Experience, Accessibility And Excellence For Over 25 Years

How to Opt Out and Keep Your F2B Priority Date for Your Child

On Behalf of | Oct 10, 2022 | Family Immigration |

Historically, it used to be slightly quicker to immigrate to the US as an unmarried child of a US Citizen as opposed to an unmarried child of a lawful permanent resident.  However, while green card holders aspire to become US Citizens, they may not be aware of an automatic conversion that is triggered by naturalization.  Simply put, when a lawful permanent resident who has filed for an unmarried child (21 or over) becomes a US Citizen, the preference category automatically changes from F2B to F1.  F-1 is the category for unmarried children (21 or over) of US Citizens, which happens to be running a little slower currently than F2B.  This difference can sometimes mean a year or possibly more.  The question may arise whether it is worth it for the lawful permanent resident to become a citizen or whether he/she will have to sacrifice a chance to naturalize in order not to slow down a pending case.

Fortunately, there is a solution called “opting out.”  Opting out will allow a petitioner who has recently become a US Citizen to opt out of the conversion, and retain or stay in the original F2B preference category.  This way, the petitioner will be able to become a US Citizen without unintentionally slowing down a pending case for his/her child.  In order to take advantage of this protection, the petitioner must submit a written request to the USCIS office that approved the I-130 with a request to opt out, referencing the relevant information such as petitioner; beneficiary; dates of birth; and I-130 receipt number.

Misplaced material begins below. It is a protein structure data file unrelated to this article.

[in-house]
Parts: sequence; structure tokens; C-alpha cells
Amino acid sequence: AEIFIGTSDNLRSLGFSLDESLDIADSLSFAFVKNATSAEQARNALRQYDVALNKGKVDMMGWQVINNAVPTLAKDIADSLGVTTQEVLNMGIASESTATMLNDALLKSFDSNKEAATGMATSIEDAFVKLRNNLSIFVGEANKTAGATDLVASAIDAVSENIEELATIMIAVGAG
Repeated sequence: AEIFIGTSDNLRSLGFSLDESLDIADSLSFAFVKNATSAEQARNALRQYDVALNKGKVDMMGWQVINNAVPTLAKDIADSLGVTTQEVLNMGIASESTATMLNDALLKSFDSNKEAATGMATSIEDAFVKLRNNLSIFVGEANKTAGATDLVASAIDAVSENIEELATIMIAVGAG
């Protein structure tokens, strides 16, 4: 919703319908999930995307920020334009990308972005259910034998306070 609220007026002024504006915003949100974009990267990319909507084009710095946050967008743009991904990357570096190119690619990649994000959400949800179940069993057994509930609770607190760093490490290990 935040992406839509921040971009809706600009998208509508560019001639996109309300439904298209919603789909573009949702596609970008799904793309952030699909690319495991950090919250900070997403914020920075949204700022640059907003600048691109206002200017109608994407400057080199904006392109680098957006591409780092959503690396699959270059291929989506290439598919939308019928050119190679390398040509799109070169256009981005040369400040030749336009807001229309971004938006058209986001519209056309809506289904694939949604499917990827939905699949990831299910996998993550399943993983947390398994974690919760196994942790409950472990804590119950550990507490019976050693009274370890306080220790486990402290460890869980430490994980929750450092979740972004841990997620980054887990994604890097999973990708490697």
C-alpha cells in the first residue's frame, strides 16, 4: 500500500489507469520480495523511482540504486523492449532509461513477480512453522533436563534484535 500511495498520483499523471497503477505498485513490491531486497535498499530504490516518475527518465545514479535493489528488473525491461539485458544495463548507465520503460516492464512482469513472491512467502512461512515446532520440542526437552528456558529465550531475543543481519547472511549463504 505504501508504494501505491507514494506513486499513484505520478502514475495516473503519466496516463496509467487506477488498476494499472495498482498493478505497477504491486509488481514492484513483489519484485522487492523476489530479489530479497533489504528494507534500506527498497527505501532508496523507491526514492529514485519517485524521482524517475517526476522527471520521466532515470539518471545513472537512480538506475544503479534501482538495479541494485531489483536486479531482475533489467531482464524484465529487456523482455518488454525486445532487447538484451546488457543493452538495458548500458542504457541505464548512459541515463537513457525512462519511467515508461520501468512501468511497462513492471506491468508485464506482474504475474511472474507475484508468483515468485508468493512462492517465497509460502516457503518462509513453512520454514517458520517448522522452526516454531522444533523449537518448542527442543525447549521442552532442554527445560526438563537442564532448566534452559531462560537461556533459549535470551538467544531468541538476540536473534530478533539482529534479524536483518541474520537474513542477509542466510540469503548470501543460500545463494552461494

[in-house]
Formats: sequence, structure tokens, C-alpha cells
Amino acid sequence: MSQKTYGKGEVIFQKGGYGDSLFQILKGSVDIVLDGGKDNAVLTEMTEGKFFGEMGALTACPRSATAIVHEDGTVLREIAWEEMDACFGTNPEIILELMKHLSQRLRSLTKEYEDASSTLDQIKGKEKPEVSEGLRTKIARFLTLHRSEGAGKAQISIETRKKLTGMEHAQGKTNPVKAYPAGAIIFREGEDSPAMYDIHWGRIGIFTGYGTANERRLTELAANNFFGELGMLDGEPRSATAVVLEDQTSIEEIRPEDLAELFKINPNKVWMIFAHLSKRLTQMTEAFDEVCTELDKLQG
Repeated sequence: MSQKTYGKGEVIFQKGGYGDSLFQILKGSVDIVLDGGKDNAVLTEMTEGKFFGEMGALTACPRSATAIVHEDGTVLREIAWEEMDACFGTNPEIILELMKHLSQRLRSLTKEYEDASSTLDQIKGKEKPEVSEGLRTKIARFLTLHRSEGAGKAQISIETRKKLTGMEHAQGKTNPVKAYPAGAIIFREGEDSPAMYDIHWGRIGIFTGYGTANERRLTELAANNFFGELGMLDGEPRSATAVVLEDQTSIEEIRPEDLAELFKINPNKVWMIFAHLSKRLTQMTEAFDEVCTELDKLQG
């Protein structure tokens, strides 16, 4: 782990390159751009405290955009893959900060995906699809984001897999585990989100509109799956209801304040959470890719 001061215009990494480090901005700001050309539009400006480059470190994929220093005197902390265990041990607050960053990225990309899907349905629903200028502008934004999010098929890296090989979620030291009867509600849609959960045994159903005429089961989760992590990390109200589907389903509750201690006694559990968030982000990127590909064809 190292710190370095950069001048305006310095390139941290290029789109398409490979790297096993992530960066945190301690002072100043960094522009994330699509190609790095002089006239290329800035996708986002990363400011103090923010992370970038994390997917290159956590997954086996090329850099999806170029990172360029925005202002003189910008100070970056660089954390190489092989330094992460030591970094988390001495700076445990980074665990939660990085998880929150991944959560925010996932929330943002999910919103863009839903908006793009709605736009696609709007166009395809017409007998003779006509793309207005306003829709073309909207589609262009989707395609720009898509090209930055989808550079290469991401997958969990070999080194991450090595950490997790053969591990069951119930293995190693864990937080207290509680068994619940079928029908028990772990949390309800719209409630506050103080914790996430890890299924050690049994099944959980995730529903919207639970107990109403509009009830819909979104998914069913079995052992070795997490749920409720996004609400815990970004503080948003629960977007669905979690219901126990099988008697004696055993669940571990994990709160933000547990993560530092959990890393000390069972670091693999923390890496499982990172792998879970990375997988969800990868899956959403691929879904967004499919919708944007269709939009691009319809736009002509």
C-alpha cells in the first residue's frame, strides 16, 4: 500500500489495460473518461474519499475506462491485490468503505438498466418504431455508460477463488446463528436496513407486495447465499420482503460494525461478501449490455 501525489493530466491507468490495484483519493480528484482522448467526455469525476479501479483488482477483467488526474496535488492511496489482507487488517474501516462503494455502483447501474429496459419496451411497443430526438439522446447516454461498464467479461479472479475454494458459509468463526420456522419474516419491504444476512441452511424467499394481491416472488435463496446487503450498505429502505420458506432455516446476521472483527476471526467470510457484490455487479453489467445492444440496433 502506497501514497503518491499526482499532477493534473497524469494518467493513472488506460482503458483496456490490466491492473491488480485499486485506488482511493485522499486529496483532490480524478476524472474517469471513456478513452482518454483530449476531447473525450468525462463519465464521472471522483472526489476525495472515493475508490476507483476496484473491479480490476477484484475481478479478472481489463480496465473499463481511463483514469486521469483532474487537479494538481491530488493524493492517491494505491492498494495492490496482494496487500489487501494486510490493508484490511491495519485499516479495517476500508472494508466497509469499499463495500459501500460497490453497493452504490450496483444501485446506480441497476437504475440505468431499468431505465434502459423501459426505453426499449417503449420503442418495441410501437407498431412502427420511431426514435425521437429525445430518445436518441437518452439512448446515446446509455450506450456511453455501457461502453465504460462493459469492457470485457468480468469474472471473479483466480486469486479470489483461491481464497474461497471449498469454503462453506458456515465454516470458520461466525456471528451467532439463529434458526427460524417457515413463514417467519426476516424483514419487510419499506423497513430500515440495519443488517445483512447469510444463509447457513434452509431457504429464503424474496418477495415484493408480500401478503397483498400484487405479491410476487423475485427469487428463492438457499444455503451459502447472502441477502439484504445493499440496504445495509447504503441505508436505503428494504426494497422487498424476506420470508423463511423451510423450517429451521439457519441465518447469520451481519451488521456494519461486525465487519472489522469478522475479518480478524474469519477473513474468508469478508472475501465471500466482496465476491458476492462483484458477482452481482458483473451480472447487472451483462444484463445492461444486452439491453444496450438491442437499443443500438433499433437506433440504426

If you would like to explore this option or need help in retaining the F2B preference category, please contact our office for a consultation.  We will meet with you and help you to determine whether this option can benefit you and your child.

The above is general information only.  It is not specific legal advice nor intended to create an attorney client relationship.  If you need advice, please consult with an attorney.